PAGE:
1 ?        Ss     0:00 python runserver
    7 ?        Sl     0:02 /usr/local/bin/python runserver
   25 pts/0    Ss     0:00 bash
  356 pts/0    R+     0:00 ps ax

# string format
root@ede24a5ef536:/app# ps ax
    1 ?        Ss     0:00 /bin/sh -c python runserver
    8 ?        S      0:00 python runserver
    9 ?        Sl     0:01 /usr/local/bin/python runserver
   13 pts/0    Ss     0:00 bash
  342 pts/0    R+     0:00 ps ax

Understand the Difference Between ENTRYPOINT and CMD

Should I use ENTRYPOINT or CMD to run container processes?

There are two ways to run commands in a container:

CMD ["gunicorn", "config.wsgi", "-b", ""]

# and

ENTRYPOINT ["gunicorn", "config.wsgi", "-b", ""]

Both essentially do the same thing: Start the application at config.wsgi with a Gunicorn server and bind it to

The CMD is easily overridden. If you run docker run <image_name> uvicorn config.asgi, the above CMD gets replaced by the new arguments -- i.e., uvicorn config.asgi. Whereas to override the ENTRYPOINT command, one must specify the --entrypoint option:

docker run --entrypoint uvicorn config.asgi <image_name>

Here, it's clear that we're overriding the entrypoint. So, it's recommended to use ENTRYPOINT over CMD to prevent accidentally overriding the command.

They can be used together as well.

For example:

ENTRYPOINT ["gunicorn", "config.wsgi", "-w"]
CMD ["4"]

When used together like this, the command that is run to start the container is:

gunicorn config.wsgi -w 4

As discussed above, CMD is easily overridden. Thus, CMD can be used to pass arguments to the ENTRYPOINT command. The number of workers can be easily changed like so:

docker run <image_name> 6

This will start the container with six Gunicorn workers rather then four.

Include a HEALTHCHECK Instruction

Use a HEALTHCHECK to determine if the process running in the container is not only up and running, but is "healthy" as well.

Docker exposes an API for checking the status of the process running in the container, which provides much more information than just whether the process is "running" or not since "running" covers "it is up and working", "still launching", and even "stuck in some infinite loop error state". You can interact with this API via the HEALTHCHECK instruction.

For example, if you're serving up a web app, you can use the following to determine if the / endpoint is up and can handle serving requests:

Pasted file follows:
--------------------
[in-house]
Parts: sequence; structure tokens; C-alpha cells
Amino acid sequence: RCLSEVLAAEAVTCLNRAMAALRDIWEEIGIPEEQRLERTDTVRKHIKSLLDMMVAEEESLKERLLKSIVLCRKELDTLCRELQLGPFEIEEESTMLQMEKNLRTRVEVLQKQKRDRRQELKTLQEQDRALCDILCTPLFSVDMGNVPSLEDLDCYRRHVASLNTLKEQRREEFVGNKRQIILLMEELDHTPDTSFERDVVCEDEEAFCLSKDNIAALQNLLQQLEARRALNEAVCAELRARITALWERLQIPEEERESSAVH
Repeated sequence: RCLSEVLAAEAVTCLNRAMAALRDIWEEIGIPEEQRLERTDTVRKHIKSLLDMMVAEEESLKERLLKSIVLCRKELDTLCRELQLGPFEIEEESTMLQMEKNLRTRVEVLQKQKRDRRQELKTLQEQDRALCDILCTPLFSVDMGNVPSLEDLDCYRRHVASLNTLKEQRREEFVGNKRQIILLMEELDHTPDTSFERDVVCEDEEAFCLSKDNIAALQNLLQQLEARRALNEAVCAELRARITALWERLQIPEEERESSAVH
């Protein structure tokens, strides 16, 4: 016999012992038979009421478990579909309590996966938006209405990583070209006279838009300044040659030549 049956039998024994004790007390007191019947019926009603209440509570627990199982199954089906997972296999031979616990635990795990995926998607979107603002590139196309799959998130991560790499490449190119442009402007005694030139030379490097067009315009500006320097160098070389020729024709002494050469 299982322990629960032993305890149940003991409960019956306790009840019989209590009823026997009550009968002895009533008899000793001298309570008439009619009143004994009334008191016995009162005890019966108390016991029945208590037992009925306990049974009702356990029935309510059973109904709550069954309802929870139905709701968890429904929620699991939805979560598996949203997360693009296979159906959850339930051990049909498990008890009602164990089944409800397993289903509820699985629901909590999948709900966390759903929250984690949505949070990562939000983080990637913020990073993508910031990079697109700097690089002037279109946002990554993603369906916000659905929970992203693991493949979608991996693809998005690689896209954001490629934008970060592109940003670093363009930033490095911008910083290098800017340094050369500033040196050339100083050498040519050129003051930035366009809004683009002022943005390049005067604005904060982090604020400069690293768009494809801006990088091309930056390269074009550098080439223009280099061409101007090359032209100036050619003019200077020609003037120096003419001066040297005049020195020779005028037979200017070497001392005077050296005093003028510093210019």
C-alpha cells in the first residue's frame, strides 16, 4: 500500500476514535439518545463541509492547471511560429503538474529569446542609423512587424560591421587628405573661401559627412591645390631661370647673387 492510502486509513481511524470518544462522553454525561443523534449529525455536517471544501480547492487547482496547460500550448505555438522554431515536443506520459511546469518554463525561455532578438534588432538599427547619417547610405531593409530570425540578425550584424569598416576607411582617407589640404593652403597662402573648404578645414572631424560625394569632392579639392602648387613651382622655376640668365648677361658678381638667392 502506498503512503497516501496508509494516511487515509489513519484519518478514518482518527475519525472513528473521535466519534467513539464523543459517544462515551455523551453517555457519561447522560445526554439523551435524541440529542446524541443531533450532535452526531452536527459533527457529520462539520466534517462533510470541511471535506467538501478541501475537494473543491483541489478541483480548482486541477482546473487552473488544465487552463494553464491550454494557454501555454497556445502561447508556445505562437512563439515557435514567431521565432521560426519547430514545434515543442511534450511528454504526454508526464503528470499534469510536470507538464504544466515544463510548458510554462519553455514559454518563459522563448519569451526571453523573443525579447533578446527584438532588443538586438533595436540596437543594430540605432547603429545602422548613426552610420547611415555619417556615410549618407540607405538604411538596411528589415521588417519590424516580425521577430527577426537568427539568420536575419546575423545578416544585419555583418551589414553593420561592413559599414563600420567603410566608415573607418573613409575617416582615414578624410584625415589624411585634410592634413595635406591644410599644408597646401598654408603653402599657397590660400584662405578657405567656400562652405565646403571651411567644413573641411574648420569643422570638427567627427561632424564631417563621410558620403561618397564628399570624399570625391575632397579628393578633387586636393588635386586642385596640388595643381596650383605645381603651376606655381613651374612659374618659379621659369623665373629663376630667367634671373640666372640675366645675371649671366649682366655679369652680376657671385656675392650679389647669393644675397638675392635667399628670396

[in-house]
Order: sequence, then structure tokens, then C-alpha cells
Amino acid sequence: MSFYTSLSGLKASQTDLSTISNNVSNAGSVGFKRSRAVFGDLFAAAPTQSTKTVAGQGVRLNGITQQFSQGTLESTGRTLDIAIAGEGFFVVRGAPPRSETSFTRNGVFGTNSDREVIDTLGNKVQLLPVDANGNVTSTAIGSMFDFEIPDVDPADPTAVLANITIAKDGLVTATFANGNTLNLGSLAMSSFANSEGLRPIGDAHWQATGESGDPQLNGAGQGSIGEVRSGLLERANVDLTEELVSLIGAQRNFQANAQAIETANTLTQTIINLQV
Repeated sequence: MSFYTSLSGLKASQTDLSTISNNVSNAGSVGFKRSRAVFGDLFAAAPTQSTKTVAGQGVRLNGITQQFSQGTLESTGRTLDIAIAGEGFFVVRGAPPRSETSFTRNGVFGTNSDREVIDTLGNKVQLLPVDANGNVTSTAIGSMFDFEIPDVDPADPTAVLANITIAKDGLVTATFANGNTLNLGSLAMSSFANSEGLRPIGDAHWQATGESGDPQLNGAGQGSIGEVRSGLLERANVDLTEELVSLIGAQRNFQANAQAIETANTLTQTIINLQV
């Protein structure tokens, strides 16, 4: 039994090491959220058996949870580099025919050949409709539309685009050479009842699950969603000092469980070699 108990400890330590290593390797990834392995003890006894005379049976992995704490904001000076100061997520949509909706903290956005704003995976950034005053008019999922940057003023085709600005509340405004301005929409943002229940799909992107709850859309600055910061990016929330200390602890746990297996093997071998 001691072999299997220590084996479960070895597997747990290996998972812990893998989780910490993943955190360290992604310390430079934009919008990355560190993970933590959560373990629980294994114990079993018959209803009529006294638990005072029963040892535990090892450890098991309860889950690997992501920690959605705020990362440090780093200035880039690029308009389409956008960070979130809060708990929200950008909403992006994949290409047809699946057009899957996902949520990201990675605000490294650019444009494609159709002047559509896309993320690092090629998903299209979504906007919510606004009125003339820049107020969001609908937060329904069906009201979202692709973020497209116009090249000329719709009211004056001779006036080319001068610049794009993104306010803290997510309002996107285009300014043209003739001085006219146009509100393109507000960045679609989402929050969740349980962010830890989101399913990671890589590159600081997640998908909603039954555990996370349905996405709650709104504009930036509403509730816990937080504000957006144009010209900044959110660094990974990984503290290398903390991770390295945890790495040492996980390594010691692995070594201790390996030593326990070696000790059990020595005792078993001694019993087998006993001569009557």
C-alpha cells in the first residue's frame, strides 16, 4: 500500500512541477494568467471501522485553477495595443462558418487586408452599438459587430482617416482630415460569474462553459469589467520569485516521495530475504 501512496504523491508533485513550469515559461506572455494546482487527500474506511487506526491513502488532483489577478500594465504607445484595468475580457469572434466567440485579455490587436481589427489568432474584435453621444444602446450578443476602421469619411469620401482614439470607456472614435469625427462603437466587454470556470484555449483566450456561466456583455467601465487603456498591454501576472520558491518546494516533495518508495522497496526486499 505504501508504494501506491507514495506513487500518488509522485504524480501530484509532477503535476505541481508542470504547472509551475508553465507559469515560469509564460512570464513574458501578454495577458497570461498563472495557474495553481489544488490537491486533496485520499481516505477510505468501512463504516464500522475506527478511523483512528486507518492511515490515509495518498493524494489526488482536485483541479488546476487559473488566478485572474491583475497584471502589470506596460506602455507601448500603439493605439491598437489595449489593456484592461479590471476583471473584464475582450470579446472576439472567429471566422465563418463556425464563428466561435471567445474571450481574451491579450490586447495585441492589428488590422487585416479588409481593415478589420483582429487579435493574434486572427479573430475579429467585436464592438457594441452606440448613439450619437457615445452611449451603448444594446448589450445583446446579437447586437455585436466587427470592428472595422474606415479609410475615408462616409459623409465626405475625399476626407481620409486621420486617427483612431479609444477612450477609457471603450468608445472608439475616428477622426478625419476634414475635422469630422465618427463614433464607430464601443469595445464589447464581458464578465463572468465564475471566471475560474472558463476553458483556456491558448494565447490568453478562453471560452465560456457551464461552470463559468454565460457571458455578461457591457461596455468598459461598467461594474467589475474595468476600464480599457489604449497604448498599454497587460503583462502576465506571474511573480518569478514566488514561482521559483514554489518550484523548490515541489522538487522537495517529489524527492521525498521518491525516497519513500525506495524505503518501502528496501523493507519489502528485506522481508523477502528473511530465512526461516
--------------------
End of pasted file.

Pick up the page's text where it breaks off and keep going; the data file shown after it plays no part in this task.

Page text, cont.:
HEALTHCHECK CMD curl --fail http://localhost:8000 || exit 1

If you run docker ps, you can see the status of the HEALTHCHECK.

Healthy example:

CONTAINER ID   IMAGE         COMMAND                  CREATED          STATUS                            PORTS                                       NAMES
09c2eb4970d4   healthcheck   "python ru…"   10 seconds ago   Up 8 seconds (health: starting)>8000/tcp, :::8000->8000/tcp   xenodochial_clarke

Unhealthy example:

CONTAINER ID   IMAGE         COMMAND                  CREATED              STATUS                          PORTS                                       NAMES
09c2eb4970d4   healthcheck   "python ru…"   About a minute ago   Up About a minute (unhealthy)>8000/tcp, :::8000->8000/tcp   xenodochial_clarke

You can take it a step further and set up a custom endpoint used only for health checks and then configure the HEALTHCHECK to test against the returned data. For example, if the endpoint returns a JSON response of {"ping": "pong"}, you can instruct the HEALTHCHECK to validate the response body.

Here's how you view the status of the health check status using docker inspect:

❯ docker inspect --format "{{json .State.Health }}" ab94f2ac7889
  "Status": "healthy",
  "FailingStreak": 0,
  "Log": [
      "Start": "2021-09-28T15:22:57.5764644Z",
      "End": "2021-09-28T15:22:57.7825527Z",
      "ExitCode": 0,
      "Output": "..."

Here, the output is trimmed as it contains the whole HTML output.

You can also add a health check to a Docker Compose file:

version: "3.8"

    build: .
      - '8000:8000'
      test: curl --fail http://localhost:8000 || exit 1
      interval: 10s
      timeout: 10s
      start_period: 10s
      retries: 3


  • test: The command to test.
  • interval: The interval to test for -- e.g., test every x unit of time.
  • timeout: Max time to wait for the response.
  • start_period: When to start the health check. It can be used when additional tasks are performed before the containers are ready, like running migrations.
  • retries: Maximum retries before designating a test as failed.

If you're using an orchestration tool other than Docker Swarm -- e.g., Kubernetes or AWS ECS -- it's highly likely that the tool has its own internal system for handling health checks. Refer to the docs of the particular tool before adding the HEALTHCHECK instruction.


Version Docker Images

Whenever possible, avoid using the latest tag.

If you rely on the latest tag (which isn't really a "tag" since it's applied by default when an image isn't explicitly tagged), you can't tell which version of your code is running based on the image tag. It makes it challenging to do rollbacks and makes it easy to overwrite it (either accidentally or maliciously). Tags, like your infrastructure and deployments, should be immutable.